Re: Epilepsy and Swimming

I don't disagree with you, but do your friends know what to look for as far as your seizures go?  Seizing in water can take away a life quite silently and unnoticed.  Even if there are lifeguards, I've never trusted them to save my life because there are too many distractions for them.  I am only in the water if my two closest friends are there (who know what to look for when I start seizing).  I used to swim competitively, but cannot because of my seizures.  Now I go running.  Yes, it is still dangerous, but I'm not in a situation where I could die from falling. 

I truly love the water, but you sort of have to figure which is more important: the water or your life.

Re: Epilepsy and Swimming

That is when I stopped diving. 

I did laps w/ my dad when I was younger.  When I was older my seizures started to get me confused.  I did water exercises and I did it with a lot of people in the pool and I was having more seizures and that is when I decided the pool was not a friend anymore. :(

Re: Epilepsy and Swimming

Amy 1021,

 My father was an olympic pace swimmer.  I lived in the pool all the time.  When the seizures were evidenced I only went in the pool w/ someone  that was aware that I had them.  I have had 4 seizures in the pool.  Three times I ended in the ER.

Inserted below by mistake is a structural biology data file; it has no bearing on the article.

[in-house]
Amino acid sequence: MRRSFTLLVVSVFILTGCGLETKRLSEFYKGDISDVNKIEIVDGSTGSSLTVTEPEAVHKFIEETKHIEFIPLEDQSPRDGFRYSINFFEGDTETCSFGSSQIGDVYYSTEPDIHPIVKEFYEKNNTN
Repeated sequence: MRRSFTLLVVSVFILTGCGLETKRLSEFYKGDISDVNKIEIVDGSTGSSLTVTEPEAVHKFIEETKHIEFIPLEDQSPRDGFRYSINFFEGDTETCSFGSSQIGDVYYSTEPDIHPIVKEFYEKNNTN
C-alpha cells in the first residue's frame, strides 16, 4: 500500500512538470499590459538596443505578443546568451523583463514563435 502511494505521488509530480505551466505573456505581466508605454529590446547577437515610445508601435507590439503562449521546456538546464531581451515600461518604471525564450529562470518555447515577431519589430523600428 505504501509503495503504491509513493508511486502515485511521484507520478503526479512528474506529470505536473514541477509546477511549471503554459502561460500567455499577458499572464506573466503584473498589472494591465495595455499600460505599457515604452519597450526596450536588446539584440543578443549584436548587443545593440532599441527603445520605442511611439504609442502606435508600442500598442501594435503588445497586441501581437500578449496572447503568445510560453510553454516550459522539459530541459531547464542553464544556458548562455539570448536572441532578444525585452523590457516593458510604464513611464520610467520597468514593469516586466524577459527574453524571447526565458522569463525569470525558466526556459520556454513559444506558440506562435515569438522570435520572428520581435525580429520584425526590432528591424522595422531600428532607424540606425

When I woke up one time,   they had me on my back, pulling me out of the pool and I blacked out again.  I was not going to let it stop me because I felt I was part fish!    When I first had seizures, I swam all the time.  I did not have any trouble.  At this point 40 years later I moved to a different climate, it is more humid and I had a harder time breathing in the pool.  THis is when I had the trouble at the pool in the change of climate. It was from the west coast where I have lived all my life to the east coast which is new to me.

I started walking and I actuallly see beautiful people and fantastic sights. 

There is really no limit, I just think of it as new opportunities.

Re: Epilepsy and Swimming

Don't give up doing anything that you enjoy. I allowed the fear to take over my life, until I realized that I was missing out on everything. A seizure will happen "whenever". But life goes by quickly. And if other people try to take your happiness away, do without them. It's worth it in the end.

Re: Epilepsy and Swimming

Thank you so much everyone for the comments. I can see both sides of the argument clearly now, and realize that making this kind of decision requires thinking long and hard about it first. I've decided to wait until I get my meds straightened out, then try swimming. I understand it is a risk. It's just hard when you've been swimming all your life and then suddenly everything has changed...but I'm sure most people here can relate in one way or another.

Thanks again!

p.s. When I meet with my neuro on May 26, I plan to be much more aggressive to make this process go quicker, because along with losing my freedom to drive and swim, I am also losing my sanity.